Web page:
GAINESVILLE, Fla. -- Hispanic women with coronary artery disease and hypertension achieved better blood pressure control than non-Hispanic white counterparts who were treated with the same antihypertensive drugs.
GAINESVILLE, Fla., July 13 -- Hispanic women with coronary artery disease and hypertension achieved better blood pressure control than non-Hispanic white counterparts who were treated with the same antihypertensive drugs.
The finding emerged from a post hoc analysis of data from the INVEST trial that compared a calcium channel-blocker-based regimen to a beta-blocker-based regimen, Rhonda M. Cooper-DeHoff, Pharm., D., of the University of Florida, and colleagues, reported in the June issue of the Journal of Women's Health.
They found that 75% of Hispanic women achieved blood pressure control versus 68% of non-Hispanic white women (P<0.001).
Non-Hispanic women were also significantly less likely to have a first heart attack, a nonfatal stroke, or die from any cause during 24 months follow-up (HR 0.84, 95% CI, 0.71-0.98 P=0.03).
"To our knowledge, this randomized treatment trial is the first to observe a significant difference in serious outcomes among women of different ethnic makeup," they wrote.
INVEST (International VErapamil SR/Trandolapril STudy) randomized 22,576 participants to verapamil sustained release plus the ACE-inhibitor trandolapril (Mavik) as needed or atenolol plus hydrochlorothiazide. There was no difference in the primary endpoint of cardiovascular events or blood pressure control.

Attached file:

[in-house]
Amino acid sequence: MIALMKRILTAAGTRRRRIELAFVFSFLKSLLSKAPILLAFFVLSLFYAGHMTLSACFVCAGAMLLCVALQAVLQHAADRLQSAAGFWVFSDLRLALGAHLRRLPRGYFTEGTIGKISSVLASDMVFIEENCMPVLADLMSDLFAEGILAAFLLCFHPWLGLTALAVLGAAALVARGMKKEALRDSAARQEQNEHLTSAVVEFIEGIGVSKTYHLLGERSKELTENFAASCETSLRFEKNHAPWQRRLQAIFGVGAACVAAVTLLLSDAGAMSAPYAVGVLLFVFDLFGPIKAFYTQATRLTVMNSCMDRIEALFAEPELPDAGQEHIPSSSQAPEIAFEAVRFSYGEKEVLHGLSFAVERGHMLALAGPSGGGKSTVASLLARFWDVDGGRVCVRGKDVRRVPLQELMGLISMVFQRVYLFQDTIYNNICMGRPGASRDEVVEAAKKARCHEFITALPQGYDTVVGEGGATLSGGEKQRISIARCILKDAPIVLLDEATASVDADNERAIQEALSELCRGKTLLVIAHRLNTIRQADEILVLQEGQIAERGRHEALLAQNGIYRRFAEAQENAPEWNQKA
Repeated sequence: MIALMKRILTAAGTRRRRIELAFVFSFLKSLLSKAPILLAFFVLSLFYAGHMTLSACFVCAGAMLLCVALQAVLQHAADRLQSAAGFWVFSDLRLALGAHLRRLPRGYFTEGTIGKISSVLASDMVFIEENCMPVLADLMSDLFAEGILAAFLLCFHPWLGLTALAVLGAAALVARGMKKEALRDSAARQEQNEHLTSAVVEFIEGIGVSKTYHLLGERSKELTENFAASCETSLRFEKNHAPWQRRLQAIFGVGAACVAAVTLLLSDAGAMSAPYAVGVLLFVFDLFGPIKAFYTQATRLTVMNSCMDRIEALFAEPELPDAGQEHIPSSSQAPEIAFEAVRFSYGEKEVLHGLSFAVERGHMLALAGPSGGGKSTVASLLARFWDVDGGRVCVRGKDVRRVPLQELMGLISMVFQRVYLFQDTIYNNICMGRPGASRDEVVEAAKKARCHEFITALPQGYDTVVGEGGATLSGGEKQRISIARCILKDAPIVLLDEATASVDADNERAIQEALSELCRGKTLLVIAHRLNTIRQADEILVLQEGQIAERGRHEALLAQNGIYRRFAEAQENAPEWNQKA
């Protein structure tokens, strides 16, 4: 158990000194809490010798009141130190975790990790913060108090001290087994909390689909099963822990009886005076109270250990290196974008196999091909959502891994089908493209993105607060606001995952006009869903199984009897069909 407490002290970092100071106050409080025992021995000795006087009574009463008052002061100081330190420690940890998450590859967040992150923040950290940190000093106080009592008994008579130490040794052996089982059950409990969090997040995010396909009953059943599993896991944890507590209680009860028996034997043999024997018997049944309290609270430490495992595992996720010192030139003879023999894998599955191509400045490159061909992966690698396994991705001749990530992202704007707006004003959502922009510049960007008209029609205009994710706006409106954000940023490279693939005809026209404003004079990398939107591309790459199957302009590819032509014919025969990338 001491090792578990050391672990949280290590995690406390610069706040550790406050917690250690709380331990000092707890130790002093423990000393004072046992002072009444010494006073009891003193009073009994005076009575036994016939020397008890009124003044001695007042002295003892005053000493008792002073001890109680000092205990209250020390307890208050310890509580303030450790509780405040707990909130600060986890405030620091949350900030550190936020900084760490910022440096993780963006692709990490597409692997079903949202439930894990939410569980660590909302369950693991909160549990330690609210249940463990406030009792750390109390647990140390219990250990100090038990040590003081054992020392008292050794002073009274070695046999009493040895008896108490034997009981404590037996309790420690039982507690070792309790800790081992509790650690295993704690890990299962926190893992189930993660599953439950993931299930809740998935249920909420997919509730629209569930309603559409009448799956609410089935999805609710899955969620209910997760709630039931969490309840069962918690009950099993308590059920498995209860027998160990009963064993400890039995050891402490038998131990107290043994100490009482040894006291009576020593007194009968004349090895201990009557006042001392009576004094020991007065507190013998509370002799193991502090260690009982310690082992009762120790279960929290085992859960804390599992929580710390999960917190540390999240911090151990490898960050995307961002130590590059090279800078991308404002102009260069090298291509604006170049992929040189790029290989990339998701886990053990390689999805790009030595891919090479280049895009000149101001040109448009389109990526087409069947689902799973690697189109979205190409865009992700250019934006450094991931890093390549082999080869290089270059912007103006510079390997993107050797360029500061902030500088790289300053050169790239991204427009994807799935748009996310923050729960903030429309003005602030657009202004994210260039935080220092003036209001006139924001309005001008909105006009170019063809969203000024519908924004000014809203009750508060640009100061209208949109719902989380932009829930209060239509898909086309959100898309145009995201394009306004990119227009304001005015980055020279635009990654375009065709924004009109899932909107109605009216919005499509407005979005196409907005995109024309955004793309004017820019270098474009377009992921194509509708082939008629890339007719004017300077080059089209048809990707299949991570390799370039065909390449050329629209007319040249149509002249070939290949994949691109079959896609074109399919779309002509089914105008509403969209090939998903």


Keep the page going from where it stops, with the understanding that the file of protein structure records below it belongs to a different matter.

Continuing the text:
In the current analysis, the researchers compared outcomes of 5,017 Hispanic women with 4,710 non-Hispanic white women.
At baseline the Hispanic women were on average about three years younger than the non-Hispanic whites, and were more likely to have diabetes, angina, and peripheral artery disease (P<0.001 for all). But they were less likely to have hypercholesterolemia, and fewer were smokers (P<0.001 for both) than non-Hispanic whites.
The Hispanic women also had lower baseline mean systolic but higher baseline mean diastolic pressure (P<0.001) for both).
Although all women were using antihypertensive medications at baseline, only 24% of the Hispanic women and 20% of the non-Hispanic whites had blood pressure well controlled at baseline.
Among the findings:
Ethnicity was determined by patients self report, which may not "reflect ancestral genetics," the investigators said.
Also Hispanic women generally had fewer baseline cardiovascular risk factors, "so our findings of lower risk for these events may not be surprising," they wrote.
But even after adjusting for those baseline differences, the risk of primary and secondary events remained lower, "suggesting that other factors are contributing to this reduced risk," the authors wrote.
Finally the authors concluded that because there was no difference in outcomes between the two regimens, clinicians could be confident that either regimen is effective in this population.